‘Capitalism Really Does Work’: Michael Bloomberg Blasts Government Handling Of Pandemic


Brandon Gillespie Media Reporter
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Former Independent New York City Mayor Michael Bloomberg on Wednesday slammed the government approach to handling the coronavirus pandemic and advocated for a more “professional” business-led approach.

Bloomberg was interviewed by MSNBC host Stephanie Ruhle on her hour of “MSNBC Live” and was asked about the rollout of the coronavirus vaccine and if “we’re doing it right.”

“I have criticized the federal government, I have criticized the state governments, and I have criticized the city governments. What I would have done, day one, is turn it over to the professionals,” Bloomberg answered. “Who are the professionals that know how to distribute drugs and vaccines and that sort of thing? They’re the big pharmacy companies. And you just hire them.”

Bloomberg criticized former President Donald Trump’s handling of the coronavirus during the Democratic presidential primaries in early 2020 when the global death toll stood at less than 4,000 people. He later donated $40 million to train healthcare workers to fight the virus around the world. (RELATED: ‘If President Trump Did This He Would Be Getting Crushed’: MSNBC Host Questions Biden’s ‘Superspreader’ Inauguration)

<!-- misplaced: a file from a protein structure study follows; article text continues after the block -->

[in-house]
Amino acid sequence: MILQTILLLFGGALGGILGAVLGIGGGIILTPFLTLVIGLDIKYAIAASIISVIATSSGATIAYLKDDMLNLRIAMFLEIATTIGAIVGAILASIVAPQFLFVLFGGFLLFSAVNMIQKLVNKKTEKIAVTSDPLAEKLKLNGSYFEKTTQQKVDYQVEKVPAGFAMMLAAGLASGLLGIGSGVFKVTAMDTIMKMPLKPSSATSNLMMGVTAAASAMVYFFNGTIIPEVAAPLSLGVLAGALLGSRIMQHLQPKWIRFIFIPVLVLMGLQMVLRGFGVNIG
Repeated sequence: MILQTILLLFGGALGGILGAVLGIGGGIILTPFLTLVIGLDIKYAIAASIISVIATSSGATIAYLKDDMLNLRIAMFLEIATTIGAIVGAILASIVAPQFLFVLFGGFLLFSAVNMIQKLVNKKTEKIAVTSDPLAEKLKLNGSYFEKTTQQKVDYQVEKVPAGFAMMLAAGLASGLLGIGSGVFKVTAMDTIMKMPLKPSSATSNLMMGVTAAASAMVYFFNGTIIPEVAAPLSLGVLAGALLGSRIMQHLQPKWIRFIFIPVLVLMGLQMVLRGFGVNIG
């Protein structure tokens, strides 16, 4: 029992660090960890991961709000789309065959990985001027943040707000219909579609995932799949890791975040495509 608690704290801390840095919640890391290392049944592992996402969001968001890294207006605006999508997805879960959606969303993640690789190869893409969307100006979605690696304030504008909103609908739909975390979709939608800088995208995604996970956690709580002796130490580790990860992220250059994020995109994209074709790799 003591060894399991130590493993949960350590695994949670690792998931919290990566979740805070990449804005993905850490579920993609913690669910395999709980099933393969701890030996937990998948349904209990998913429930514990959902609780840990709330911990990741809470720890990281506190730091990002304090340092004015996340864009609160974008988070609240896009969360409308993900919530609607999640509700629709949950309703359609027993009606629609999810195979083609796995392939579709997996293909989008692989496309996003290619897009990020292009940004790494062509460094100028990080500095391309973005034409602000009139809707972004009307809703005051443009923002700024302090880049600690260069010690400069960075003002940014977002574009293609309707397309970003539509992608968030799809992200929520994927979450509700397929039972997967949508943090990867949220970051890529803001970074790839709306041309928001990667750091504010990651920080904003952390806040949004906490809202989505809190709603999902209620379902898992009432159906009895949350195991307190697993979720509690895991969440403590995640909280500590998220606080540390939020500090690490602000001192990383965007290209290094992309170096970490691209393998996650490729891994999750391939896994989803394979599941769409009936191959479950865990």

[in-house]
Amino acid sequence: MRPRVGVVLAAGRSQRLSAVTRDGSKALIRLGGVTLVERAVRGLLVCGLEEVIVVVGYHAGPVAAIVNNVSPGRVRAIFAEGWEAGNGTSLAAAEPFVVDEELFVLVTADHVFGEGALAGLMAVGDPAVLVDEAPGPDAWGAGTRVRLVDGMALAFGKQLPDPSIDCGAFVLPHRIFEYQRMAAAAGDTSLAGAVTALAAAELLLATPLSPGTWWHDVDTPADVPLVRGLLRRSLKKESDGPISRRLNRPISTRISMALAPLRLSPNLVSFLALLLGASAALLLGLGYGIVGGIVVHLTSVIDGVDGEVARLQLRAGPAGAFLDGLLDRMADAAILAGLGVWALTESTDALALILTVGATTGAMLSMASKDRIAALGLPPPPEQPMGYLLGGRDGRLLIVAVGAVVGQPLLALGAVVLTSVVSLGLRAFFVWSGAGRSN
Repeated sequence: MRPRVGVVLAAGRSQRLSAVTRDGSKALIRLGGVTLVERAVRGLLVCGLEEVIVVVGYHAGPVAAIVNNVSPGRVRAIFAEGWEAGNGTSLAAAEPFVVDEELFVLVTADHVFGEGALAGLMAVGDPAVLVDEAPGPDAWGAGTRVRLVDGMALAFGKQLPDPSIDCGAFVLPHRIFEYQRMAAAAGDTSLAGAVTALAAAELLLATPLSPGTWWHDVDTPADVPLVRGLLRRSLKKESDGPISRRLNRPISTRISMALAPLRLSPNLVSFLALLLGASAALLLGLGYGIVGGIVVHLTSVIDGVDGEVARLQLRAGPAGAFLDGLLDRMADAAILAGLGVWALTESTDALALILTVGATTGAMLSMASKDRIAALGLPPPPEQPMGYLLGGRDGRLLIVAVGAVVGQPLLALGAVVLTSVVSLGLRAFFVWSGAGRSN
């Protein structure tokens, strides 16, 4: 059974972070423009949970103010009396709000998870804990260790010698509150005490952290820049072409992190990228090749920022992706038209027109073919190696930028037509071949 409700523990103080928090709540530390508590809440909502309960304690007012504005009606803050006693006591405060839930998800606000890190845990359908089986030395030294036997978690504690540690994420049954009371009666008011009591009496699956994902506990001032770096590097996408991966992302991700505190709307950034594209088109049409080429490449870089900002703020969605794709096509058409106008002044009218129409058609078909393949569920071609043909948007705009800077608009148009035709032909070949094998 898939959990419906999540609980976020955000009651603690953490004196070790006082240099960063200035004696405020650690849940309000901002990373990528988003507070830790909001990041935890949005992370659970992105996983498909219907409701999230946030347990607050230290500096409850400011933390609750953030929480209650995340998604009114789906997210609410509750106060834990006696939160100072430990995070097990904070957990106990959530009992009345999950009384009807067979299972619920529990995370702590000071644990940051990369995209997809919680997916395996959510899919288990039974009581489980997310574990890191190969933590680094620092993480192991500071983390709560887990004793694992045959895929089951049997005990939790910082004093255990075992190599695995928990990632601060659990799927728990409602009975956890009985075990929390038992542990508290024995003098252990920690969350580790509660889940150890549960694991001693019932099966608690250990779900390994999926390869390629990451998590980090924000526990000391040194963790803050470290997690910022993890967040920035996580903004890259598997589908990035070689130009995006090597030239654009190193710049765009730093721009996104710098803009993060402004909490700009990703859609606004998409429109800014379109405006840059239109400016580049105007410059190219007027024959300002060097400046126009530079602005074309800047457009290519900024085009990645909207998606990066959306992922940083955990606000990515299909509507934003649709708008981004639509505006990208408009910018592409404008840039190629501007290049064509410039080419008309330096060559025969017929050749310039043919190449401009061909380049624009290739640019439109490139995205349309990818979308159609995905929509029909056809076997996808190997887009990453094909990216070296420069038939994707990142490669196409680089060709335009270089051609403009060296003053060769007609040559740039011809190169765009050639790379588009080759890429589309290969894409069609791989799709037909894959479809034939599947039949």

Bloomberg went on to say that decisions such as how many people an owner can have in their restaurant should not be made by a governor, but by a health expert. He then said that “we know what to do,” but have been “unwilling to turn it over.”

Ruhle noted that some people might question if you should put something like that “in the hands of businesses” and asked, “Do you think that the governors don’t want what’s best for their states?”

“Capitalism really does work. If you give people an incentive to do something, they’re going to do it,” Bloomberg said. Our hospital system is based on capitalism. We charge, and then our hospitals get donations, and they improve their health care. What’s wrong with having experts who know how to distribute stuff?”

Ruhle then questioned who would help “the poorest” if we leaned on capitalism and inferred that poor people wouldn’t necessarily come first if businesses were in charge.

“That’s just not true. You can give them an incentive to deliver it to different groups, different neighborhoods, in different manners,” Bloomberg responded. “Capitalism really works. You just say to CVS or Walmart or Walgreens, and say this is what we want you to do. If you want the business, here are the rules. And they deliver enormous quantities of drugs all the time with very few errors.”